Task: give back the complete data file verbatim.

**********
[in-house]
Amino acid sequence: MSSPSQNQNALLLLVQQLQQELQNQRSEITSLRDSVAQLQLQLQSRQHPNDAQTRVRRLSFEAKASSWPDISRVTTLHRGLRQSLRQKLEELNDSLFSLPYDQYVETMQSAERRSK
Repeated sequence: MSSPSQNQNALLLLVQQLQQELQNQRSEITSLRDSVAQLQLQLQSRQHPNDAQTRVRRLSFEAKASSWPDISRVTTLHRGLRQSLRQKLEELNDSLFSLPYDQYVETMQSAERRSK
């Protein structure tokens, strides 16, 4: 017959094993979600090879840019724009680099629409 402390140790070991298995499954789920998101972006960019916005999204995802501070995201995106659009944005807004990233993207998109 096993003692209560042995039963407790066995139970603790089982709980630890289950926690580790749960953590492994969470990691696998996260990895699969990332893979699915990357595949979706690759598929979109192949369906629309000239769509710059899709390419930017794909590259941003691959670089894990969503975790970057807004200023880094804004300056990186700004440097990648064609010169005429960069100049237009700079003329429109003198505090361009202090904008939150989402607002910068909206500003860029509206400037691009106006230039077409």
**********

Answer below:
[in-house]
Amino acid sequence: MSSPSQNQNALLLLVQQLQQELQNQRSEITSLRDSVAQLQLQLQSRQHPNDAQTRVRRLSFEAKASSWPDISRVTTLHRGLRQSLRQKLEELNDSLFSLPYDQYVETMQSAERRSK
Repeated sequence: MSSPSQNQNALLLLVQQLQQELQNQRSEITSLRDSVAQLQLQLQSRQHPNDAQTRVRRLSFEAKASSWPDISRVTTLHRGLRQSLRQKLEELNDSLFSLPYDQYVETMQSAERRSK
């Protein structure tokens, strides 16, 4: 017959094993979600090879840019724009680099629409 402390140790070991298995499954789920998101972006960019916005999204995802501070995201995106659009944005807004990233993207998109 096993003692209560042995039963407790066995139970603790089982709980630890289950926690580790749960953590492994969470990691696998996260990895699969990332893979699915990357595949979706690759598929979109192949369906629309000239769509710059899709390419930017794909590259941003691959670089894990969503975790970057807004200023880094804004300056990186700004440097990648064609010169005429960069100049237009700079003329429109003198505090361009202090904008939150989402607002910068909206500003860029509206400037691009106006230039077409």